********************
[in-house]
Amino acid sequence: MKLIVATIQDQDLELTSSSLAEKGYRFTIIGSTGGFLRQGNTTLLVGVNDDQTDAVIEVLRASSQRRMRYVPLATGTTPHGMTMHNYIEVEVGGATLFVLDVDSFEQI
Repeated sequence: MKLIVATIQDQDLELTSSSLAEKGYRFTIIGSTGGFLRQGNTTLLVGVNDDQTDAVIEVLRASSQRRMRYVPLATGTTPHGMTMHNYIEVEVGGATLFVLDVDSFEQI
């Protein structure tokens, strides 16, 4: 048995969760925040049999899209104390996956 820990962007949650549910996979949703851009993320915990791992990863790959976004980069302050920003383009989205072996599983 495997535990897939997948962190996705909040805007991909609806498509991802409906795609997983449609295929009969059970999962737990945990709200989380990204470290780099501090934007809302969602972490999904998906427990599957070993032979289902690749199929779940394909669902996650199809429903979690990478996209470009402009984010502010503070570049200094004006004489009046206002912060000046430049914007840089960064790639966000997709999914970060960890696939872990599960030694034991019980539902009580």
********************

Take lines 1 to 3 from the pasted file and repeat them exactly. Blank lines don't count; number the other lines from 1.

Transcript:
[in-house]
Amino acid sequence: MKLIVATIQDQDLELTSSSLAEKGYRFTIIGSTGGFLRQGNTTLLVGVNDDQTDAVIEVLRASSQRRMRYVPLATGTTPHGMTMHNYIEVEVGGATLFVLDVDSFEQI
Repeated sequence: MKLIVATIQDQDLELTSSSLAEKGYRFTIIGSTGGFLRQGNTTLLVGVNDDQTDAVIEVLRASSQRRMRYVPLATGTTPHGMTMHNYIEVEVGGATLFVLDVDSFEQI